- Goddamned Bats: The Creepers in Armageddon, fast, weak vermin that leap around the caverns to try and slash at you up close.
- Good Bad Bugs: In the Play Station 2 version of the original, using fine aim mode with the Shotgun caused all pellets to hit the same exact spot, turning the balanced shotgun into an overpowered sluggun.
- Idiot Plot: Armageddon. After Hale's terrorists sabotage the terraformer, thus apparently ruining the surface environment of Mars for human inhabitation, nobody attempts to fix it. It's implied that the governing body of Mars is making too much of a profit from the citizenry's suffering in the underground to allow the repair to take place, but that seems to be a fairly weak attempt to plaster over the plot hole. This is especially infuriating when you remember that the protagonist, Darius, is capable of repairing almost anything man-made by pointing his hand at it, and this is exactly what he did at the end of the story. If it was that simple he could have turned around on the day of sabotage and solved the problem right there. The surface seems to have breathable air anyway given that all the missions on the Mars Surface are done without any character using any kind of respirator. The ease of this solution also makes the act of killing the Queen Alien largely unnecessary.
- For that matter, why did Hale think he could tame the aliens, given that the only contact with them prior was an Ultor survey team that got completely obliterated? How did he tame that one alien, given that up to this point they'd done nothing but slaughter everything they came across? Why, as soon as that seal came off, did the aliens pour out and start murdering everything, when up to that point they'd apparently been perfectly fine underground? Hell, if Earth-like air is their one weakness, why did they not start massacring colonists when Ultor first colonized the planet?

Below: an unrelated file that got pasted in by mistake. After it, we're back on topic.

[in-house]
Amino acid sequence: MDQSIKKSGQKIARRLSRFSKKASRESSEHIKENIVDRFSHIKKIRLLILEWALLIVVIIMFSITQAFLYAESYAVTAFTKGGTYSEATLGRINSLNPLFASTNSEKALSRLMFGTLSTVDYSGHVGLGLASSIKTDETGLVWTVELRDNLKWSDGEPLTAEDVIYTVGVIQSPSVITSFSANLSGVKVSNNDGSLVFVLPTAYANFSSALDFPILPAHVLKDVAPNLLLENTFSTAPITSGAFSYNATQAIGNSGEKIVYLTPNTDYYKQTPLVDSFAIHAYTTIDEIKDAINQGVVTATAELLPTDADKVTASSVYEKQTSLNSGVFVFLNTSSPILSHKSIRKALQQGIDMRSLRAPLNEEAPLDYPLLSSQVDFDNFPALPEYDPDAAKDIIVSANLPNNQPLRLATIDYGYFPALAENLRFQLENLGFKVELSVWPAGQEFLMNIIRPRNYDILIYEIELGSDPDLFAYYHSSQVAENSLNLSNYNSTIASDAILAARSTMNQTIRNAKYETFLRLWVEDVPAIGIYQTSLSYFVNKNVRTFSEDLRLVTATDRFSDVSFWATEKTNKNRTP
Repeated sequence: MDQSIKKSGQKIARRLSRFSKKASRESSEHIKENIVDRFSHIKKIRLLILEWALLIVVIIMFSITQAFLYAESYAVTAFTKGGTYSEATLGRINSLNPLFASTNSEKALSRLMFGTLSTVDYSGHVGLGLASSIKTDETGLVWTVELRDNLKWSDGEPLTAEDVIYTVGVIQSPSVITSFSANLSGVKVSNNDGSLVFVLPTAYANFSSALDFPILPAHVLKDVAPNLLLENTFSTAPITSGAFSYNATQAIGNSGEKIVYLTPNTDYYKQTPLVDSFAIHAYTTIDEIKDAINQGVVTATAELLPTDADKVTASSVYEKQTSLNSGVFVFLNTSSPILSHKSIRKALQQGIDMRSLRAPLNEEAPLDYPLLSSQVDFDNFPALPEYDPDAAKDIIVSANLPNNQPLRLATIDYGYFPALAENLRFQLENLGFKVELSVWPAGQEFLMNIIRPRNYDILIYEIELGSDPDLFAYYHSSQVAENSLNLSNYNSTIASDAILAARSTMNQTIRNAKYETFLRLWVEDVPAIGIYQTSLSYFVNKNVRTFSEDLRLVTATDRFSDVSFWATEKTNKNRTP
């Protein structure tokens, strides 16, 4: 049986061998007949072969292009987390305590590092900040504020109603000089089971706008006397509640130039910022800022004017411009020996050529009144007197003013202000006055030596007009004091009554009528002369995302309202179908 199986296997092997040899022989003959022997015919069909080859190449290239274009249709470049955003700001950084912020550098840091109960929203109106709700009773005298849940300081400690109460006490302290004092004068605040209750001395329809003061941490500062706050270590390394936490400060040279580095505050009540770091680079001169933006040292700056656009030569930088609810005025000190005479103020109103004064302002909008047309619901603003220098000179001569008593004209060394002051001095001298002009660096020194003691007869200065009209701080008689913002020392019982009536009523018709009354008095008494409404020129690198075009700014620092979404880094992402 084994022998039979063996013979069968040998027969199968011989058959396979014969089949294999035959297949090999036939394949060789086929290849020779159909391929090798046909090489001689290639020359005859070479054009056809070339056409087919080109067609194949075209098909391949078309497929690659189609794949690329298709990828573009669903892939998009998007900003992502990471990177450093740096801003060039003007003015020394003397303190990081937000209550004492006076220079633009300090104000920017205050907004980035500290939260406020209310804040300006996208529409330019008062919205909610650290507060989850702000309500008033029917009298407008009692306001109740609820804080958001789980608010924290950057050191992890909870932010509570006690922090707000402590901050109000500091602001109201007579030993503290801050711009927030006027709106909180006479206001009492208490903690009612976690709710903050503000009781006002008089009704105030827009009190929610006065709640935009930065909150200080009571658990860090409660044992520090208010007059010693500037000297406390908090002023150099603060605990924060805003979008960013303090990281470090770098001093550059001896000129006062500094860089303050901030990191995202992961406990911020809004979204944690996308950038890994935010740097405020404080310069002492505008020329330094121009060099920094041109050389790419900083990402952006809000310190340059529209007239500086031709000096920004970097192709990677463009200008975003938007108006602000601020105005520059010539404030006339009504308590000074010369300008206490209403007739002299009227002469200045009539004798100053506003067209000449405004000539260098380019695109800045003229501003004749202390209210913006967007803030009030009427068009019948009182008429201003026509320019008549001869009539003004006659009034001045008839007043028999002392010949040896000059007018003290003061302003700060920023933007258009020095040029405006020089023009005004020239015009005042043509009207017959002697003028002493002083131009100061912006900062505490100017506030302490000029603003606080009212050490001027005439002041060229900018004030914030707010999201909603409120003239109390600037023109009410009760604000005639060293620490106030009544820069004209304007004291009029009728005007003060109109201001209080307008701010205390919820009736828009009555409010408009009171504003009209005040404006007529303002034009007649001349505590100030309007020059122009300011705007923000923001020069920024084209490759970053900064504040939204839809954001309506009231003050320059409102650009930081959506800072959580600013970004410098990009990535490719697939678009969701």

- Large Ham: Evil Overlord Victor Sopot in Red Faction 2, especially in his big speech that plays during the game's title menu.
- Memetic Mutation: Mr. Toots.
- Rooting for the Empire: The Earth Defense Force occasionally gets this. Partly because their brutality is so insanely overplayed that it skips Complete Monster territory and just becomes implausibly hilarious, and partly because they get cool uniforms.
- "Stop Having Fun!" Guys: The online mode once the Major League Gaming Playlist was added.
- That One Sidequest: Ever wonder why Oasis is the most-requested sector for Demolition Master walkthroughs? Getting the pro time on one Demolition Master there involves demolishing a watchtower by hitting it with a batted exploding barrel. You have, at most, two shots before the pro time elapses and both of them need to have the precision of guided missiles to actually knock the tower down. With no consistent way to control the variables, especially the flight path and direction of the barrels, this is a nigh impossible Luck-Based Mission. Combined with the fact it takes more than twice as long to reset it as it does to fail it and you have an ideal recipe for frustration.
- They Wasted a Perfectly Good Plot: In Armageddon, the concept of the Nanoforge is wonderfully realised in gameplay, but the plot almost entirely neglects it. The focus is entirely on the painfully unoriginal Bug War concept instead. The Nanoforge is literally the most scientifically advanced and ridiculously useful devise in the whole of creation, yet the Faction lets Darius run around with it. A power struggle between the new government, Darius and the cultists all over the Nanoforge and it's seemingly limitless power would have made for a much more compelling plot. It would also have been more in keeping with the primary theme of the series: government oppression and civil war.
- Tough Act to Follow: You could argue that the popular Guerilla would be setting up any sequel for a disappointment, but frankly, considering Armageddon was the polar opposite of its predecessor in terms of game design this was probably not the way to endear fans.
- What Do You Mean It's Not Political?: The first game is a bit guilty of this. A group called Red Faction, fighting for the rights of workers, against a megacorporation more concerned with making profit than with the well-being of their employees, and which sports a particularly communist-looking symbol ? The implications are baffling.